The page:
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The relative clinical impact of sublingual immunotherapy with carbamylated monomeric allergoids on allergic respiratory symptoms

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Background

To assess the cumulative and allergen-specific magnitude of effect, and its relative clinical impact, of sublingual allergy immunotherapy with carbamylated monomeric allergoids for allergic rhinoconjunctivitis. Carbamylated allergoids are hypoallergenic extracts with enhanced bioavailability, consequent to a partial resistance to enzymatic degradation, providing efficient dose-tuning.

Methods

Literature was searched for double-blind placebo-controlled randomized trials administering this treatment, without any restrictions. Pooled analysis of the effects on total symptoms scores (TSSs) during the first season of treatment was performed and for each selected trial the relative clinical impact (RCI) was calculated as the percentage reduction in TSSs obtained with active treatment compared to placebo. The effect size (SMD), the overall and allergen-related RCI were used to estimate an indirect comparison with pharmacotherapy (based on summary data recently extracted from literature).

Results

Eight studies (4 in grass, 2 in mites, 1 in pellitory, 1 in ragweed allergy) met inclusion criteria and were pooled, comparing overall 180 patients treated with active and 155 with placebo. The overall SMD for TSSs resulted [-0.99 (IC -1.41 to -0.57) p<0.001] with a significant interstudy heterogeneity (I2 = 68%). SMD for grass pollen tablets was [-0.58 (IC -0.89 to -0.27) p<0.001], for mite tablets was [-1.54 (IC -2.07 to -1.02) p<0.001]. The weighted mean RCI was overall -31.69%, for grass pollen tablets -32.14%, for mite tablets -24.27%.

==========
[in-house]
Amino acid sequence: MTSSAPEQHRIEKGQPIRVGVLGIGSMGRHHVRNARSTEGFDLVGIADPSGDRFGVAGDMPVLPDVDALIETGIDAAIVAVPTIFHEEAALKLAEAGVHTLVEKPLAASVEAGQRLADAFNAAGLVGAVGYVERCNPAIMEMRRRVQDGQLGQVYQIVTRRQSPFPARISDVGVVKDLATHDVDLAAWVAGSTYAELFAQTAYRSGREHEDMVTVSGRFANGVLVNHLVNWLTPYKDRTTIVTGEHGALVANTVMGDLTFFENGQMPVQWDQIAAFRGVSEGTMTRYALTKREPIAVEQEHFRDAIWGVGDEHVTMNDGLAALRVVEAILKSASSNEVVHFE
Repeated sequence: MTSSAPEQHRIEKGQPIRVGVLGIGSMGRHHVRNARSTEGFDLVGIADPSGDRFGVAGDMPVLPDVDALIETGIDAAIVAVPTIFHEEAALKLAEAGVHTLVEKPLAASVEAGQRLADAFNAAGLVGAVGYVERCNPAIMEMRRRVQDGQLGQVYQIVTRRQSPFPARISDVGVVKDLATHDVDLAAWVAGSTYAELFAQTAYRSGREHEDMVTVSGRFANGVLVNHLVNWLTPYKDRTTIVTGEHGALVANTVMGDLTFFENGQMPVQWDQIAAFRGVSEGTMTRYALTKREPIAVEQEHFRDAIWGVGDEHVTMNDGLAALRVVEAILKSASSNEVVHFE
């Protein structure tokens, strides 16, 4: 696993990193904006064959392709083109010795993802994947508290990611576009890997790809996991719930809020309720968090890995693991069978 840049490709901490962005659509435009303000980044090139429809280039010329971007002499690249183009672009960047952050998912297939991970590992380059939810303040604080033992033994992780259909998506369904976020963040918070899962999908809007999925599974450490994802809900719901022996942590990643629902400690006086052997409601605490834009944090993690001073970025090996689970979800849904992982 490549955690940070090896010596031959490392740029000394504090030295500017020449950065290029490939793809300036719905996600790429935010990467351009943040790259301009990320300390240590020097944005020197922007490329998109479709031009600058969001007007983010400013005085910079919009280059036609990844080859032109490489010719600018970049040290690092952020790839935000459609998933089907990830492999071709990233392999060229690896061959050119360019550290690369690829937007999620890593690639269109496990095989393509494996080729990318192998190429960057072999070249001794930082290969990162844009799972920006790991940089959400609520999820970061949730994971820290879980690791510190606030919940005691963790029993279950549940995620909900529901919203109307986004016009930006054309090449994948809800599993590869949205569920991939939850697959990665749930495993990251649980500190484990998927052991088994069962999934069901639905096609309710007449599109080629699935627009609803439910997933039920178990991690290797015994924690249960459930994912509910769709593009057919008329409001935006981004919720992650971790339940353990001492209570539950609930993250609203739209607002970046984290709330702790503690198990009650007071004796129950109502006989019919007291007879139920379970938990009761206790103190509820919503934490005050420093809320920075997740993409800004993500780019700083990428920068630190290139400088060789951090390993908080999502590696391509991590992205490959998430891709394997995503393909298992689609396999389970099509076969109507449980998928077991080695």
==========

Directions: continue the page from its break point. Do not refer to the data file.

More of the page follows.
Conclusions

Indirectly compared to the relative clinical impact of standard pharmacotherapy (antihistamines RCI: -15.0%; antileukotrienes RCI: -6.5%; nasal corticosteroids RCI: -23.5%), carbamylated monomeric allergoids result highly effective in providing symptoms relief in seasonal and perennial allergic rhinoconjunctivitis. This estimation is most likely conservative and apparently reduced by the numerous methodological aspects that differentiate clinical trials on drugs and allergen immunotherapy.

Author information

Correspondence to Enrico Compalati.

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This article is published under license to BioMed Central Ltd. This is an Open Access article distributed under the terms of the Creative Commons Attribution License (http://creativecommons.org/licenses/by/4.0), which permits unrestricted use, distribution, and reproduction in any medium, provided the original work is properly cited. The Creative Commons Public Domain Dedication waiver (http://creativecommons.org/publicdomain/zero/1.0/) applies to the data made available in this article, unless otherwise stated.

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